August 9, 2016 posted by Greg Ehrbar

Disney’s “Make Mine Music” on Records

makeminemusic-poster600Sort of a pop music twist on Fantasia (1940), Make Mine Music celebrates 70 years since it’s wide release in 1946. Here are a few records that resulted from the film.

It’s been a tradition in Disney animated films—as well as in cartoons of other studios—to reflect popular music styles of the day. Snow White’s score was very much in the operetta idiom, with a little bit of pop and swing (the score for Max Fleischer’s Gulliver’s Travels was even more so).

Make Mine Music is a collection of songs set to animation, not unlike how Fantasia applied classical music pieces to the form. The difference is that, as Leonard Maltin stated so well in The Disney Films, “Fantasia seemed to be cut from the same cloth, so to speak” while Make Mine Music was all over the place.

This may not have been avoidable for any number of reasons. Before target marketing and demographics, consumers of records, sheet music, films and radio broadcasts heard country, swing, and light opera in a random mix. When adapting these forms to animation, the differences become all the more obvious and the results disjointed.

The other factor in 1946 was production costs. The Disney studio was still smarting from limited film distribution caused by the war. There was no way a feature could be made. The 1941 strike had affected both the chemistry within the animation department and, perhaps, the general outlook of Walt himself. Make Mine Music a more familiar, comfortable film than Fantasia, by a long shot.


Yet it was one of the few Disney features with a sad ending. “The Whale Who Wanted to Sing at the Met” is a masterful work, not only onscreen but on the soundtrack, but SPOILER ALERT, wonderful Willie the whale is murdered by a musical moron who thinks the creature had swallowed opera singers. The whale dies; he goes to heaven, the curtains close and buh-bye.

Downer ending aside, Make Mine Music is a treasure trove of bright spots visually and musically. For the purposes of this Spin, the recorded versions of the film’s songs will be explored.


Two of them, “The Martins and the Coys” and “After You’ve Gone,” existed before the movie was released. “After You’ve Gone” was penned by Henry Creamer and Turner Layton in 1918. It provided the music for one of the most acclaimed sequences in the film, as well as a “go-to” clip whenever there was a need to show instruments (along with the Silly Symphony classic, Music Land). This is Benny Goodman’s recorded version:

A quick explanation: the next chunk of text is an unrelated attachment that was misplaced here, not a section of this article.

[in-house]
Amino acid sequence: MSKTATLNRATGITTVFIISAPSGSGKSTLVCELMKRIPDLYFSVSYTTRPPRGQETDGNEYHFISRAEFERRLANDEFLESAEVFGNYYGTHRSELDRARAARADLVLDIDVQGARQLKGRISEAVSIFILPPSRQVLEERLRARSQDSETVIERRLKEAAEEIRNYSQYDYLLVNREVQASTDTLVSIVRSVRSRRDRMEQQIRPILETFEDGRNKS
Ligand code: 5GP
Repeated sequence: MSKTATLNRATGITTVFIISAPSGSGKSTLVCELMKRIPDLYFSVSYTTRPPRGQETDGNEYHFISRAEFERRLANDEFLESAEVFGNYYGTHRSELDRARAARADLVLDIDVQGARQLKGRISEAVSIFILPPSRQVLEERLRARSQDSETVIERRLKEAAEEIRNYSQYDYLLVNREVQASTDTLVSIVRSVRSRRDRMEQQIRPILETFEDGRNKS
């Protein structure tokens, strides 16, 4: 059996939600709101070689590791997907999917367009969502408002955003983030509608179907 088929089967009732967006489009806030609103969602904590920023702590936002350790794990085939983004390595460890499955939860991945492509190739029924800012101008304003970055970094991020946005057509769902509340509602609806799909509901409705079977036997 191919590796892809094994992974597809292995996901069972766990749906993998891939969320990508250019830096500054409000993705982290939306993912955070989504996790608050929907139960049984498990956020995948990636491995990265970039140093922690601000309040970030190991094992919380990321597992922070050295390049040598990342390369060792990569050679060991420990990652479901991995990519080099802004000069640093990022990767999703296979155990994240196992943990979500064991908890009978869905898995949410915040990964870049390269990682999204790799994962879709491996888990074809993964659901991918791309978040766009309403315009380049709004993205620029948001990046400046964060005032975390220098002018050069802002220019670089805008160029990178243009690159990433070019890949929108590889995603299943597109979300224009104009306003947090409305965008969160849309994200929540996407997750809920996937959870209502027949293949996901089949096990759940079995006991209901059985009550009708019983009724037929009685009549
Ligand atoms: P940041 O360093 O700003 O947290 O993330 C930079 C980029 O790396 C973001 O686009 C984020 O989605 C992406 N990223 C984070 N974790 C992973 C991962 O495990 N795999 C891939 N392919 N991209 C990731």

Alan Cameron and famed bandleader Ted Weems wrote “The Martins and the Coys” in 1936. Lots of artists recorded it, including the Chicago Rhythm Kings:

Disney’s version of the 1936 Prokofieff classic “Peter and the Wolf” was so accessible on TV, in schools and on video, that it’s easy to forget that it was first seen in this film—and was intended originally to appear in subsequent revised reissues of Fantasia, had the 1940 film enjoyed greater box office success.

Peter and the Wolf RCA 78rpmExcept for the title song by Eliot Daniel (who co-wrote “Lavender Blue (Dilly Dilly)” and the “I Love Lucy” theme) and Ken Darby, all the original tunes in Make Mine Music were co-written by the talented Ray Gilbert (lest we forget, he also co-wrote all but the title song in Hanna-Barbera’s Hey There, It’s Yogi Bear. The same is true of the animation that accompanies “Blue Bayou” by Ray Gilbert, Bobby Worth and Paul Weirick. The restored “Clair de Lune” has been widely available recently and the Legacy Collection soundtrack album of Fantasia includes it.

“Blue Bayou” itself has proven to be a challenge, not only because I’ve been unable to find any recordings of the 1946 song, but also because the Roy Orbison version is so (deservedly) ubiquitous. It is important to note, however, that record sales were not the sole measurement for a song’s success in the early 20th century. Sheet music and radio performances were also major factors. Ken Darby, who was a musical fixture on radio programs of the period—especially the long running Fibber McGee and Molly sitcom—surely led his singers in a radio performance of “Blue Bayou” as he had in the movie.

Before Grandma changes the channel from the elegant waltz show to the fights, we hear “Two Silhouettes” (by Ray Gilbert and Charles Wolcott) in the Carousel of Progress Disney park attraction. The sequence in the film is one of the least regarded, as it’s kind of sappy. The cool thing is that the dancing duo also modeled for the animals in the “Dance of the Hours” sequence in Fantasia. It’s a nice song, too, very much like “You Belong to My Heart” from The Three Caballeros. (This Dinah Shore/Columbia Records version was included on a Sony Legacy CD of vintage Disney songs called “Zip-A-Dee-Doo-Dah.”)

“Without You” is the other sequence in Make Mine Music that hasn’t received too many raves. Written by Ray Gilbert and Osvaldo Farres and sung by Andy Russell, the tune is quite enjoyable as a record:

The unmistakable animation and character design of the “All the Cats Join In” sequence make Disney Legend Fred Moore the real star. The song was written by Eddie Sauter, Ray Gilbert and Alec Wilder (who became a preeminent composer and historian). This Benny Goodman segment was combined with “After You’ve Gone” for a 1954 short called “Two for the Record.” Capitol Records released a 45 RPM EP of both songs plus “There’ll Be Some Changes Made” with Disney art on the cover.

Johnny Fedora Sheet MusicThree extended sequences in Make Mine Music tell stories of romance, comedy and fantasy. “Johnny Fedora and Alice Bluebonnet” (by Allie Wrubel and Ray Gilbert, who wrote “Zip-A-Dee-Doo-Dah”) foreshadows such later Disney shorts as Susie the Little Blue Coupe and The Little House in its treatment of anthropomorphized objects involved in a struggle that ends in a somewhat changed but happy existence.

The Andrews Sisters’ silky smooth harmonies brought at least half of the musical story to Decca Records. The odd thing is that the song seems to end halfway through the story. Side two of the 78 RPM is another song called “Money is the Root of All Evil.” Maybe there was a side two released elsewhere, but I can’t locate it at this writing. Trivia note: the first few seconds of this Decca version was heard in the 1972 film version of Slaughterhouse Five.